Dyneema and nylon slings were both tested using a 80 kg mass in a variety of situations that invoved anchors being loaded directly via dynamic force applied to the sling. Slings of different lengths were tested both with and without knots in the system. The force at the anchor point was measured with a load cell.

The nylon slings generally were a lot more forgiving than the equivilent length of dyneema sling because there is more natural stretch in the nylon fibres that can help absorb energy and reduce impact forces (Dyneema slings are a mix of Dyneema and nylon fibres, but the Dyneema fibres tend to characterise their performance).

The loads generated even with relatively little slack in the system were fairly massive. A fall factor 1 using an unknotted 120cm x 11mm dyneema sling registered 25 kN (surprisingly the sling survived, but whether the climber or belay would have is another matter), a fall factor 1 with an unknotted 11mm x 60cm dyneema slings generated 15.5 kN.

Adding a knot into the system severely increased the risk of the sling breaking i.e. a fall factor 1 onto a 11mm x 60cm dyneema sling with a loose overhand knot in it broke at 11.6kN when loaded.

A test was also performed with a 25cm Dyneema QD sling with carabiners attached - in a fall factor 1 fall this generated 12.5kN.

The tests were simplified and there are always parts of the chain that will absorb energy (the climber/the harness), but the forces are still pretty big considering that nuts and cams max out at 12kN and harnesses are tested to 15kN.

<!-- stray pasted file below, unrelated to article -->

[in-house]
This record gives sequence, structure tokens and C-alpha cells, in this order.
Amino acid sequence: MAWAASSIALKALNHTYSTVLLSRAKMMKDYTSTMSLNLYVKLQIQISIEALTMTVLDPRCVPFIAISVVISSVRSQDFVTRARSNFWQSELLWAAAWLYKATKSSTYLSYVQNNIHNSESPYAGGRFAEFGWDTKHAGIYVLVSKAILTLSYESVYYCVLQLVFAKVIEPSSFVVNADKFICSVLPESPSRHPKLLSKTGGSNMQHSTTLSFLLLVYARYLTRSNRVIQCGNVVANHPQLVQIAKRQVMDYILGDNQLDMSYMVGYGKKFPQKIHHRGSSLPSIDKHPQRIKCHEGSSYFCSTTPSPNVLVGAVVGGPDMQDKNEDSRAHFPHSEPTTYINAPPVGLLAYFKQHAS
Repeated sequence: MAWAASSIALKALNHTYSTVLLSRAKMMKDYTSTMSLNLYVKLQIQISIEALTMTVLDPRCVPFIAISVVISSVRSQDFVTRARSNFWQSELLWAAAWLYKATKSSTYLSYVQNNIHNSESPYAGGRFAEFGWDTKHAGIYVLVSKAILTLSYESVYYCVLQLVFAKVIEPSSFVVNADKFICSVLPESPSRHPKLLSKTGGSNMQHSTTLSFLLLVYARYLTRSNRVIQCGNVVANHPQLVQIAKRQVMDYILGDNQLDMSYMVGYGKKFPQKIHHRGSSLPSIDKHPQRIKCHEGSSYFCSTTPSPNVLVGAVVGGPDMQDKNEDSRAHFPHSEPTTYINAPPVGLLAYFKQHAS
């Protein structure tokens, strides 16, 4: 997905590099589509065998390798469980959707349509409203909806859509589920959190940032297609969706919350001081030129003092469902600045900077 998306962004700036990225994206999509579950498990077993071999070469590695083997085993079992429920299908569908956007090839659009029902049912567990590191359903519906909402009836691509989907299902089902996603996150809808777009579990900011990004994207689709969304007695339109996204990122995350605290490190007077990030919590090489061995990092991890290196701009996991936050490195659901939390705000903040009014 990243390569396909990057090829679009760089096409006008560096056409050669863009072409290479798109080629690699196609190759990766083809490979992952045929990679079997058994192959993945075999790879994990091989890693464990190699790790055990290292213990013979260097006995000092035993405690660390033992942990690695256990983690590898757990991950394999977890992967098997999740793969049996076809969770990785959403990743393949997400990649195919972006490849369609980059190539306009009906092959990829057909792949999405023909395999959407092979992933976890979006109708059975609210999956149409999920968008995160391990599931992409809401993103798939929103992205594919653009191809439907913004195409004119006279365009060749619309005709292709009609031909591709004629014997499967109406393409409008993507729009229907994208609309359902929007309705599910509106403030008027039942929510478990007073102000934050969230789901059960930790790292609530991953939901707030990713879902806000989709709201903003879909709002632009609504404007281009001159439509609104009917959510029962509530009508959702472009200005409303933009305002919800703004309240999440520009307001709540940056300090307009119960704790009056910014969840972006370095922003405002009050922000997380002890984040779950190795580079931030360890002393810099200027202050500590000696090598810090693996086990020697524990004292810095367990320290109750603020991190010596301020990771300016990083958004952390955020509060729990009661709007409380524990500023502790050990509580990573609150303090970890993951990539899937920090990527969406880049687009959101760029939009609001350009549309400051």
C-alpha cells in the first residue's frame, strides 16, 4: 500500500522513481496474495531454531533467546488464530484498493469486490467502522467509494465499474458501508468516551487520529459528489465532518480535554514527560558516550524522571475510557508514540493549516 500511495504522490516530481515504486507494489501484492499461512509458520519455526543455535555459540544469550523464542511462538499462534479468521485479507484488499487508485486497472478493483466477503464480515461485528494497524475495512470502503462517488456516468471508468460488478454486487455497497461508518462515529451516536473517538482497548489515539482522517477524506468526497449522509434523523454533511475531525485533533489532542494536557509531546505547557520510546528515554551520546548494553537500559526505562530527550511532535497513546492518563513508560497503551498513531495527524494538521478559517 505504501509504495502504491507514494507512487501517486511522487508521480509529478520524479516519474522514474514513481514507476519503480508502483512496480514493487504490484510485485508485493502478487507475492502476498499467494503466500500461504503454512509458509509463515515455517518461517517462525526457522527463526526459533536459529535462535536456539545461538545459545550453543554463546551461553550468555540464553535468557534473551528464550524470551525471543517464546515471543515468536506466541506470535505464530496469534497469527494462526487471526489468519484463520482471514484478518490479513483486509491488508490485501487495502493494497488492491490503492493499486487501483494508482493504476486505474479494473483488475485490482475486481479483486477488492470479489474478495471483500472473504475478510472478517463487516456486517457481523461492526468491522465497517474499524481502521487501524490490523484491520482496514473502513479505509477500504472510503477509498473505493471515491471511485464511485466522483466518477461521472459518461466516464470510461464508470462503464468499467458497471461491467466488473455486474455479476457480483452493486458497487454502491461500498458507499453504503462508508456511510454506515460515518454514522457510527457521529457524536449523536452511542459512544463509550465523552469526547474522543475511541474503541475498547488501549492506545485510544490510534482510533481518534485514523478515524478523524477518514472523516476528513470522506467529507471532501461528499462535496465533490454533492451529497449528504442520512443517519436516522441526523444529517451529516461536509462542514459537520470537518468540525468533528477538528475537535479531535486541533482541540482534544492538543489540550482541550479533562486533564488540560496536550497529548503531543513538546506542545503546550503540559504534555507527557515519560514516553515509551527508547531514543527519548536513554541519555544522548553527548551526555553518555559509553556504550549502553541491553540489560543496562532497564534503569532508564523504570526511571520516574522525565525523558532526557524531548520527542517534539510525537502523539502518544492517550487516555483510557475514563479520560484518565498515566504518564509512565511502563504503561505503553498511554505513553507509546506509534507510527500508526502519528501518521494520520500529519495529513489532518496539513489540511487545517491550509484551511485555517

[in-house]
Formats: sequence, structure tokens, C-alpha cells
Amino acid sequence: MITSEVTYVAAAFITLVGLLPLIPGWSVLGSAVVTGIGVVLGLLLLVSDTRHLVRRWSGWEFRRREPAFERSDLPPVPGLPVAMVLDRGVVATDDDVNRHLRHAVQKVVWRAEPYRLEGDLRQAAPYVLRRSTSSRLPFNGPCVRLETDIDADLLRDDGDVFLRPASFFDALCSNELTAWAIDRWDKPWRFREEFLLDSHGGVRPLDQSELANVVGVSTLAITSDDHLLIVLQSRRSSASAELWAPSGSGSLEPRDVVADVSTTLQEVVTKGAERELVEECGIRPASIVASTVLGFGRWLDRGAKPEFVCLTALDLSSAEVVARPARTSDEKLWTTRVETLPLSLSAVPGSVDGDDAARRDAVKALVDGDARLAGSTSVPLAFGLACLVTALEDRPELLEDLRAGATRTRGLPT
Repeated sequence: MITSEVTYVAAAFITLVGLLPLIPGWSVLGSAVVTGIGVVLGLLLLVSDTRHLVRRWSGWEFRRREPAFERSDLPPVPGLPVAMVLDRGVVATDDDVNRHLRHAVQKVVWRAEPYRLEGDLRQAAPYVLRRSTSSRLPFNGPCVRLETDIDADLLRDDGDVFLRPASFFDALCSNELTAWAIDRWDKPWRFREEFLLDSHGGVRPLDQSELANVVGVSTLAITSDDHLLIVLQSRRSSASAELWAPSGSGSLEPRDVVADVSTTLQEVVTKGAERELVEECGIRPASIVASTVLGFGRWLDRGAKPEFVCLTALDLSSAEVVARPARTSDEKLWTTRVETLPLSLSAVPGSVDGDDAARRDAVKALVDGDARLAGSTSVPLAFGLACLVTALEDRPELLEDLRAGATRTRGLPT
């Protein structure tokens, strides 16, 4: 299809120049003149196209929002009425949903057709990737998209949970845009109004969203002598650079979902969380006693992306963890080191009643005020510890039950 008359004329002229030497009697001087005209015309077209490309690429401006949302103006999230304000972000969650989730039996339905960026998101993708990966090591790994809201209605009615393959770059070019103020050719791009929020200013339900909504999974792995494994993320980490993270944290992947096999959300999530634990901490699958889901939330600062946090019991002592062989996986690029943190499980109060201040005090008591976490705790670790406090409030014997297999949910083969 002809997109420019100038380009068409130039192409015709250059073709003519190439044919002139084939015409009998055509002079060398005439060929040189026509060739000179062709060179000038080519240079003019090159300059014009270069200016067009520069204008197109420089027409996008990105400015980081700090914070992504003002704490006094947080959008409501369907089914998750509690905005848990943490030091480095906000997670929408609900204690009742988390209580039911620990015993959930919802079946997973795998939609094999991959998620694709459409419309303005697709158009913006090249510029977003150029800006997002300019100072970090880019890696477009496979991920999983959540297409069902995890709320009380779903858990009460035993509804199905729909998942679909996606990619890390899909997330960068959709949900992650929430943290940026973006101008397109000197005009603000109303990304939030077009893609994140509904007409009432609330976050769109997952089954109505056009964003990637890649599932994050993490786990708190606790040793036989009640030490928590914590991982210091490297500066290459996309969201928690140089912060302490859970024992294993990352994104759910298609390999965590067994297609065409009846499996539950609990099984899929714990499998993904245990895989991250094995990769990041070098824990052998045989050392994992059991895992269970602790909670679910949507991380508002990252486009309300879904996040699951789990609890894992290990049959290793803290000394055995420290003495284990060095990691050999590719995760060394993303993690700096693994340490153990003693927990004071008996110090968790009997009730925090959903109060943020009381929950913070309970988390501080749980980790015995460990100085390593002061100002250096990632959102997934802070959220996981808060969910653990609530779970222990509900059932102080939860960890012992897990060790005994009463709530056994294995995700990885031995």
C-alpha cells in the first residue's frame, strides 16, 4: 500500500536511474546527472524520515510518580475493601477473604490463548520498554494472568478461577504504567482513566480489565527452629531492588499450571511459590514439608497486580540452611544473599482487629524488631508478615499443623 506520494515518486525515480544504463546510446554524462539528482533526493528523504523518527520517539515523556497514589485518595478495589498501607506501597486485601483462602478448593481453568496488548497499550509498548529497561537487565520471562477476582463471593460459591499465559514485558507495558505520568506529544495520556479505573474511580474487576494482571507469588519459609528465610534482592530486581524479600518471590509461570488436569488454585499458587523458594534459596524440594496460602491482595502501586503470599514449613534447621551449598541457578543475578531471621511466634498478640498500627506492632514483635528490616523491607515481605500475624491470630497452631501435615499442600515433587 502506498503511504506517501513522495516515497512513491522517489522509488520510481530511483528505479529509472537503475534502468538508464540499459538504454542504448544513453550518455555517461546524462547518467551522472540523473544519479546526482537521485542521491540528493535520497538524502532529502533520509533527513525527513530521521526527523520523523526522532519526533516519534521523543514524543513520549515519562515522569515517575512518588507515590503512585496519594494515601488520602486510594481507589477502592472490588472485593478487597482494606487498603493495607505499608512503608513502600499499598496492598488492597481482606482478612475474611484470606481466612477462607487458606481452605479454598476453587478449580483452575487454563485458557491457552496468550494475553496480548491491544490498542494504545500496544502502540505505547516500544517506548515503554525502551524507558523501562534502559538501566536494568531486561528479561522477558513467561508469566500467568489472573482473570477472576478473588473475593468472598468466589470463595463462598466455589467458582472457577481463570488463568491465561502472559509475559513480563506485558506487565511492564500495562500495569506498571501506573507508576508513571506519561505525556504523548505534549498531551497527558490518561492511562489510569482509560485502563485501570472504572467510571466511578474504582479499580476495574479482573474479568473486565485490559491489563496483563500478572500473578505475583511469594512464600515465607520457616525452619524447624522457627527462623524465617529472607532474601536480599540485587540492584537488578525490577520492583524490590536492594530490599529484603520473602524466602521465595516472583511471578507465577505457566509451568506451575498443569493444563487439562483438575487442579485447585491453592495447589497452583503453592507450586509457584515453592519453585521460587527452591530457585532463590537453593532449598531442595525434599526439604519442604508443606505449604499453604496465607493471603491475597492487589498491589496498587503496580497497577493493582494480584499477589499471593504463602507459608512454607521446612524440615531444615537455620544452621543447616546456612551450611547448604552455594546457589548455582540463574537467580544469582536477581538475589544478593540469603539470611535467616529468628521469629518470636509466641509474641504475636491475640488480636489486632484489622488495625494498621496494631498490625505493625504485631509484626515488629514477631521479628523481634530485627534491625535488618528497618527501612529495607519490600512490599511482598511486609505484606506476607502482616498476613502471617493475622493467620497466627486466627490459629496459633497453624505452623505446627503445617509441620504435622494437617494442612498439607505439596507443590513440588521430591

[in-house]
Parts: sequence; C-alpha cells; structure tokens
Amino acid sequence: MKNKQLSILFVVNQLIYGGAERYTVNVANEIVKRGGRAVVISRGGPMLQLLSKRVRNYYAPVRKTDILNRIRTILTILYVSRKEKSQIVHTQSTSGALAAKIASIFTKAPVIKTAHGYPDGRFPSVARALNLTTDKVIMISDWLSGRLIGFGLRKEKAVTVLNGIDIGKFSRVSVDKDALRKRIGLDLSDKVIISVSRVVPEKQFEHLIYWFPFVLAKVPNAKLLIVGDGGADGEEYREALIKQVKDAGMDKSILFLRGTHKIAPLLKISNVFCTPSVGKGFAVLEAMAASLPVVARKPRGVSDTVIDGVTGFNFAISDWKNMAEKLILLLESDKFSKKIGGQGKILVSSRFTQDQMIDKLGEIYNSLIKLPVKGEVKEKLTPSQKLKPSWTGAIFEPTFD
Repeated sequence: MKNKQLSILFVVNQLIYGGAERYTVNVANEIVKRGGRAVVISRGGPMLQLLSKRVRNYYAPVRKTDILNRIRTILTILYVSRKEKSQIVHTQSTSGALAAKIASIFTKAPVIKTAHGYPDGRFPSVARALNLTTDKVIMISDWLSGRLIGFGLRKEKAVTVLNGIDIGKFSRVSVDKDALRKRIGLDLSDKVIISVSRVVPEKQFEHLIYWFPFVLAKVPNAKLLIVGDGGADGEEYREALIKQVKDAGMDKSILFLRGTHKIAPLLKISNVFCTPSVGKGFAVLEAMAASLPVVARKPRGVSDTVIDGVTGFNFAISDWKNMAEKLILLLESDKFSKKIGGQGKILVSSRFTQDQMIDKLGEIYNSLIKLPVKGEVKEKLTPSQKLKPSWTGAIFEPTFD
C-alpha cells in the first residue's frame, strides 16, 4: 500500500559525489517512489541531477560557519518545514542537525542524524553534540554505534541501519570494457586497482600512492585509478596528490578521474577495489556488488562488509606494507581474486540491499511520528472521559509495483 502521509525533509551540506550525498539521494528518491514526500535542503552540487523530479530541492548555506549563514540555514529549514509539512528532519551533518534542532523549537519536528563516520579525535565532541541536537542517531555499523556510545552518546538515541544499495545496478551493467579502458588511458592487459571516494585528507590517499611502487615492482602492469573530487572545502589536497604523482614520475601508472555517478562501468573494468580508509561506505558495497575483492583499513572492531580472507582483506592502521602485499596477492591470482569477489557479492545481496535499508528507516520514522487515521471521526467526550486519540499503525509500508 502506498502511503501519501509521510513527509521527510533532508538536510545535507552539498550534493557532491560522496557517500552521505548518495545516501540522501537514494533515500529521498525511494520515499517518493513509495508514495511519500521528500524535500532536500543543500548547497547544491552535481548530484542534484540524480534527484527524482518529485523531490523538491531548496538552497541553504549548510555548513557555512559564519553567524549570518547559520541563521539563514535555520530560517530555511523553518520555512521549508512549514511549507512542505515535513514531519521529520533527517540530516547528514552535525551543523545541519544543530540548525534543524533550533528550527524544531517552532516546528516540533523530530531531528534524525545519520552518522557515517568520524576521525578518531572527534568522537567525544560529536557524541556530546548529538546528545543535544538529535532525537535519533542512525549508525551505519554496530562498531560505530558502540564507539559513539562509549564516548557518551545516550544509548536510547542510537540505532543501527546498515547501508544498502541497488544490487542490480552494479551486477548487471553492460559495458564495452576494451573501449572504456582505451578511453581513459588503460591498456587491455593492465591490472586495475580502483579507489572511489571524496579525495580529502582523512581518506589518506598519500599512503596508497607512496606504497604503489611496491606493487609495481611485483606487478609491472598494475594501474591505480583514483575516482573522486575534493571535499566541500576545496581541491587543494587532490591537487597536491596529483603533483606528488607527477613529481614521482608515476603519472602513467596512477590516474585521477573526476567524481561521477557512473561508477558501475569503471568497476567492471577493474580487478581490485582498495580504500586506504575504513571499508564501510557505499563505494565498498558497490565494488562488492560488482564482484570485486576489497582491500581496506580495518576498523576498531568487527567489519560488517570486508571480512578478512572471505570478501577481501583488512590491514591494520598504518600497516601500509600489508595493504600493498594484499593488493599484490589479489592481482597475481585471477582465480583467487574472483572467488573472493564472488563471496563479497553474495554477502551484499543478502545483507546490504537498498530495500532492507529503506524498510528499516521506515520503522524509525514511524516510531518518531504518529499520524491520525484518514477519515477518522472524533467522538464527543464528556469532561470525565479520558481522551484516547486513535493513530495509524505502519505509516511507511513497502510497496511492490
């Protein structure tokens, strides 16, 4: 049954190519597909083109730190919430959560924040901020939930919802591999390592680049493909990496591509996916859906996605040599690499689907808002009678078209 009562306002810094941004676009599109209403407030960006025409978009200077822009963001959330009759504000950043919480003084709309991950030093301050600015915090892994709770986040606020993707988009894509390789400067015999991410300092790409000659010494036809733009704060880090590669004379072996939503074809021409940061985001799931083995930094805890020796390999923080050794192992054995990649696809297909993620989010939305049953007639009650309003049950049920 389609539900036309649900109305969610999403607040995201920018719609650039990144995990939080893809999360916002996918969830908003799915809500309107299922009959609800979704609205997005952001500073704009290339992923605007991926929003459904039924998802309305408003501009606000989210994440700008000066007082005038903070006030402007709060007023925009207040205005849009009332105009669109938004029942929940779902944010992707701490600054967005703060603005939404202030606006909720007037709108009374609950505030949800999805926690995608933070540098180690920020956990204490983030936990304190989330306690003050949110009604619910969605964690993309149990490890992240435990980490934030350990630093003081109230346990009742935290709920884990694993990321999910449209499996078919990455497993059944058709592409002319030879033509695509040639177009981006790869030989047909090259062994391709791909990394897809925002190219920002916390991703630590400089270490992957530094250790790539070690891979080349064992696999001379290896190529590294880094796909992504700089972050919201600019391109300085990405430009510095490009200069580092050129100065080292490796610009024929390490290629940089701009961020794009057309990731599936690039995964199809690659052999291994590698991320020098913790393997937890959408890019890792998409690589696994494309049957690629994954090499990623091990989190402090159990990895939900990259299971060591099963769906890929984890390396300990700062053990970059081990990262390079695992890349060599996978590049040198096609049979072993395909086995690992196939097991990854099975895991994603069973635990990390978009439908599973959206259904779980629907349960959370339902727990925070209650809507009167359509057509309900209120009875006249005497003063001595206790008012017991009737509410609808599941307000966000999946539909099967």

There is risk that the tests will be taken the wrong way and people scream "Dyneema- danger!", but it is all about understanding advantages and disadvantages. Dyneema can be used to make lighter, thinner and less bulky slings compared to nylon plus it is very UV resistant and very resistant to being cut, but it does have disadvantages - it has less inherant stretch and melts at relatively low temperatures (plus it tends to be a bit less durable).

It is easier to mess up with Dyneema, but knowing its weaknesses allows you to act accordingly.

You would have to be a bit of a numpty to get into any of the situations that will be outlined in the forthcoming DMM video, but anyone one can be a numpty at times.